4. Why do you think Indonesian cuisine doesn’t have the same popularity levels in London as, for example, Thai or Malaysian?
Kristy: I think it simply comes down to exposure there isn’t a big Indonesian community in London in the way that there is a Thai or Malaysian community. People don’t often come over to show everyone what delicious food Indonesia has to offer. But people will definitely have the taste for it their palates have been in training with all the Asian flavours that Londoners have grown to love.
Maya: I agree, people just don’t know it Indonesia itself is so vast and so much of it is still untouched. But Londoners have always been excited by the prospect of trying something new and the feedback we’ve had on the food has been incredible, so I think it’s only a matter of time before Indonesian food makes its mark.
5. If you could learn to cook absolutely any other cuisine like a pro, which would it be?
Kristy: Japanese. I am in awe of the way Japanese chefs work, the way they train, the way they respect their food, the way they take pride in their work, and of course, the outcome. I am pretty infatuated with Japanese cuisine.
Maya: Probably Mexican. Everything about Mexico appeals to me the climate, the people, the food, the flavours, the produce it just feels so alive.
6. We recently read a blog post by food writer and cook Uyen Luu, where she refers to her kitchen as “the beating heart, soul and spirit of the home”. What is it about the kitchen, for you, that makes cooking such a meaningful experience?
Kristy: I don’t think this statement has ever been truer than when applied to our childhood home. Growing up with our mother, we learned from a tiny age, that the kitchen is where you show love to your family. We went shopping together, picked recipes together, cooked as a family, ate as a family then left the dishes to our mum!
Maya: It’s absolutely true. The kitchen is where you nurture the ones you love, pass skills down the generations, clean physical and metaphorical spills, store things away for the future, and share the fruits of your labour. Our childhood kitchen was always the heart of our home and now that we have our children of our own, the same is true for them. The kitchen will always be the best place to potter, tidy, read, or share a cup of tea.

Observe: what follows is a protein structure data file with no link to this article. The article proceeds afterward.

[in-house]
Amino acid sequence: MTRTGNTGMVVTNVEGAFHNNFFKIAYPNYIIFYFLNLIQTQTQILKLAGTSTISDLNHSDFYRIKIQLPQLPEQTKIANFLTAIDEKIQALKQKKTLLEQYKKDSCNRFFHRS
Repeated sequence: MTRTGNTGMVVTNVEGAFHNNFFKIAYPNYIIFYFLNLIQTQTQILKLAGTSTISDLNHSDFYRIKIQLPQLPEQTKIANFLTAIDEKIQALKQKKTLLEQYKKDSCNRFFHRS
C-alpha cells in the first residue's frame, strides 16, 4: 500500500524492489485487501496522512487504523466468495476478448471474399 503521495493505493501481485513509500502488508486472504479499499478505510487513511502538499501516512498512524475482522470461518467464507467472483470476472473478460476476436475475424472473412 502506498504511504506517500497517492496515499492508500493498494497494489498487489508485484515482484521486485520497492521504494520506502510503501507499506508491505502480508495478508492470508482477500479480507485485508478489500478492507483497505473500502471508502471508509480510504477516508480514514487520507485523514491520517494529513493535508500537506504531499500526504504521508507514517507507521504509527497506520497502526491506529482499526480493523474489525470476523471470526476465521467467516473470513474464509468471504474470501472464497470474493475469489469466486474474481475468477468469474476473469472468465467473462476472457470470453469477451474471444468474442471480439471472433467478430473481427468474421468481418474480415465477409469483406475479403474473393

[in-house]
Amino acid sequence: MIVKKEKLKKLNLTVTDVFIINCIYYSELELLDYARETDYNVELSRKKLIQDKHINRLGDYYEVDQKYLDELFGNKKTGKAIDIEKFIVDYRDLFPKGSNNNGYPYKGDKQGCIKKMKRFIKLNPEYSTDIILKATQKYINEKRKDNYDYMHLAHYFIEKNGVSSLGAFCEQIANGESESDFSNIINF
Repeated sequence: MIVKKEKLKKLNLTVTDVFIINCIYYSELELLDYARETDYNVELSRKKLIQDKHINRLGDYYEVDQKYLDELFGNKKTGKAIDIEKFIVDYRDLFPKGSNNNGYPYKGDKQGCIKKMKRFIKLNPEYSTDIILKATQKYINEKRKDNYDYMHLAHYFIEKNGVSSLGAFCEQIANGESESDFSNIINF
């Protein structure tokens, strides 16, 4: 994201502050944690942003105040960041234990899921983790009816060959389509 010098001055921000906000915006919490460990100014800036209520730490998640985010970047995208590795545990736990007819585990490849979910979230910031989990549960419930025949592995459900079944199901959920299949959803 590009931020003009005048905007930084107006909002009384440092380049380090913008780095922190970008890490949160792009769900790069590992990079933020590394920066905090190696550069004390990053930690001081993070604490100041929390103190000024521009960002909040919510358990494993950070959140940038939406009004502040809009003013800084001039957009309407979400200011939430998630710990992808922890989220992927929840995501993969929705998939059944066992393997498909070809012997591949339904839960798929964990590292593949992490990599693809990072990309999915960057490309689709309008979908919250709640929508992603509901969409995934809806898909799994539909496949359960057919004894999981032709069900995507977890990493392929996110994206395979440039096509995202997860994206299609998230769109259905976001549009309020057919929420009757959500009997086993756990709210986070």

7. Is there anything you’d specifically look for in larger kitchen spaces, when hosting supper clubs or pop up events, that would make for a better experience for yourself and your guests?
Maya: For supper clubs, I think the layout is key being able to tend to the food and top up drinks while staying close to your guests and being part of the evening is so important.
Kristy: From a practical point of view, lots of fridge space, big pots and multiple burners always helps!
8. And finally, if you were stranded on a desert island with only 3 items of food, what would they be?
Maya: Garlic. Chilli. Rice. Assuming I’d be able to find some fresh seafood and a couple of coconuts, I’d never want for anything again. (Spoken like a true chef, Maya!)
Kristy: Garlic. Butter. Cake. On reflection, not the best combination. (We get the impression Kristy is more about comfort food than survival – way to go!)
Thank you to Kaki Lima for their time in completing this interview!
We REALLY recommend you try their food; Kaki Lima have an event on TODAY – a pop up stall at The Proud Sow in Crofton Park, and also a stall at Camberwell Market from 4th September. Don’t miss out!